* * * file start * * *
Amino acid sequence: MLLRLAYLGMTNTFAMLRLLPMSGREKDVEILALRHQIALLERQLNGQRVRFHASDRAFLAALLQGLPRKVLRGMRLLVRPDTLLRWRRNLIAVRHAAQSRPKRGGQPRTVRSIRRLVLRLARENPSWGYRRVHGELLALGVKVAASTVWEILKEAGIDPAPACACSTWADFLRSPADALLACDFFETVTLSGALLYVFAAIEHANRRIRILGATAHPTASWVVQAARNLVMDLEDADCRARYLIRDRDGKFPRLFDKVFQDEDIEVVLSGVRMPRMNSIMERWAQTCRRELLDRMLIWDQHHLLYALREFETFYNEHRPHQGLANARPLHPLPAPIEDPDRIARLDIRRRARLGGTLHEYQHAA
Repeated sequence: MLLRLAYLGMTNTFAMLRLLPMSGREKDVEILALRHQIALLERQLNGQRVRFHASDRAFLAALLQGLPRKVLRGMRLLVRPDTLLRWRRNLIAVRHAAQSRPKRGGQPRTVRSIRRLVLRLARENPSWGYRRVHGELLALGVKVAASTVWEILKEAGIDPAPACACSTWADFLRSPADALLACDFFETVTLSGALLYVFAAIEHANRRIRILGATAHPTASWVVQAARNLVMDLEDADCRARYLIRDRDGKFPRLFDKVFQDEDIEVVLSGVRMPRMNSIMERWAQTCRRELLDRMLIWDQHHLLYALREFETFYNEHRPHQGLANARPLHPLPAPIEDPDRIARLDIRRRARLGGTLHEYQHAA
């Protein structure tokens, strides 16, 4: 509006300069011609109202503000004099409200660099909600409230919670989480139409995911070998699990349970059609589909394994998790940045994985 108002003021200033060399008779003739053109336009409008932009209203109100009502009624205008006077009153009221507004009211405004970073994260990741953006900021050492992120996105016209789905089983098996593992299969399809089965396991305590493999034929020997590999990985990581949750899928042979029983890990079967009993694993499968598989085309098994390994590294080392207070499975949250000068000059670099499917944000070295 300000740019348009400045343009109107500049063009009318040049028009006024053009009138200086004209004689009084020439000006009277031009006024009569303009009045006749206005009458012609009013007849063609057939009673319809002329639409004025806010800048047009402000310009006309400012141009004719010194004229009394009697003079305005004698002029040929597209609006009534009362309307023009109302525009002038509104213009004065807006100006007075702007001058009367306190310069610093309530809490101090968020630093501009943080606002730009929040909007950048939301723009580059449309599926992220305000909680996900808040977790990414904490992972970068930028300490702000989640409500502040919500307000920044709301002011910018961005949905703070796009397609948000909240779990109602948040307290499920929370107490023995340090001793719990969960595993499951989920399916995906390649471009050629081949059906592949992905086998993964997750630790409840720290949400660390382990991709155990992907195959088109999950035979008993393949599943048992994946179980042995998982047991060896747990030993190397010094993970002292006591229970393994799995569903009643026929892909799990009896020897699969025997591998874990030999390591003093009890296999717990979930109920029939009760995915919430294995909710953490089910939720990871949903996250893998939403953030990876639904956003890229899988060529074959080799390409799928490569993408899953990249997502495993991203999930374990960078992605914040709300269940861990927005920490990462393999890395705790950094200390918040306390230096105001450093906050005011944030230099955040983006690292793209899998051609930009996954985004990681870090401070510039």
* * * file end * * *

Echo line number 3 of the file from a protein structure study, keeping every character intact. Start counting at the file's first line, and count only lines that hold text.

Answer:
């Protein structure tokens, strides 16, 4: 509006300069011609109202503000004099409200660099909600409230919670989480139409995911070998699990349970059609589909394994998790940045994985 108002003021200033060399008779003739053109336009409008932009209203109100009502009624205008006077009153009221507004009211405004970073994260990741953006900021050492992120996105016209789905089983098996593992299969399809089965396991305590493999034929020997590999990985990581949750899928042979029983890990079967009993694993499968598989085309098994390994590294080392207070499975949250000068000059670099499917944000070295 300000740019348009400045343009109107500049063009009318040049028009006024053009009138200086004209004689009084020439000006009277031009006024009569303009009045006749206005009458012609009013007849063609057939009673319809002329639409004025806010800048047009402000310009006309400012141009004719010194004229009394009697003079305005004698002029040929597209609006009534009362309307023009109302525009002038509104213009004065807006100006007075702007001058009367306190310069610093309530809490101090968020630093501009943080606002730009929040909007950048939301723009580059449309599926992220305000909680996900808040977790990414904490992972970068930028300490702000989640409500502040919500307000920044709301002011910018961005949905703070796009397609948000909240779990109602948040307290499920929370107490023995340090001793719990969960595993499951989920399916995906390649471009050629081949059906592949992905086998993964997750630790409840720290949400660390382990991709155990992907195959088109999950035979008993393949599943048992994946179980042995998982047991060896747990030993190397010094993970002292006591229970393994799995569903009643026929892909799990009896020897699969025997591998874990030999390591003093009890296999717990979930109920029939009760995915919430294995909710953490089910939720990871949903996250893998939403953030990876639904956003890229899988060529074959080799390409799928490569993408899953990249997502495993991203999930374990960078992605914040709300269940861990927005920490990462393999890395705790950094200390918040306390230096105001450093906050005011944030230099955040983006690292793209899998051609930009996954985004990681870090401070510039």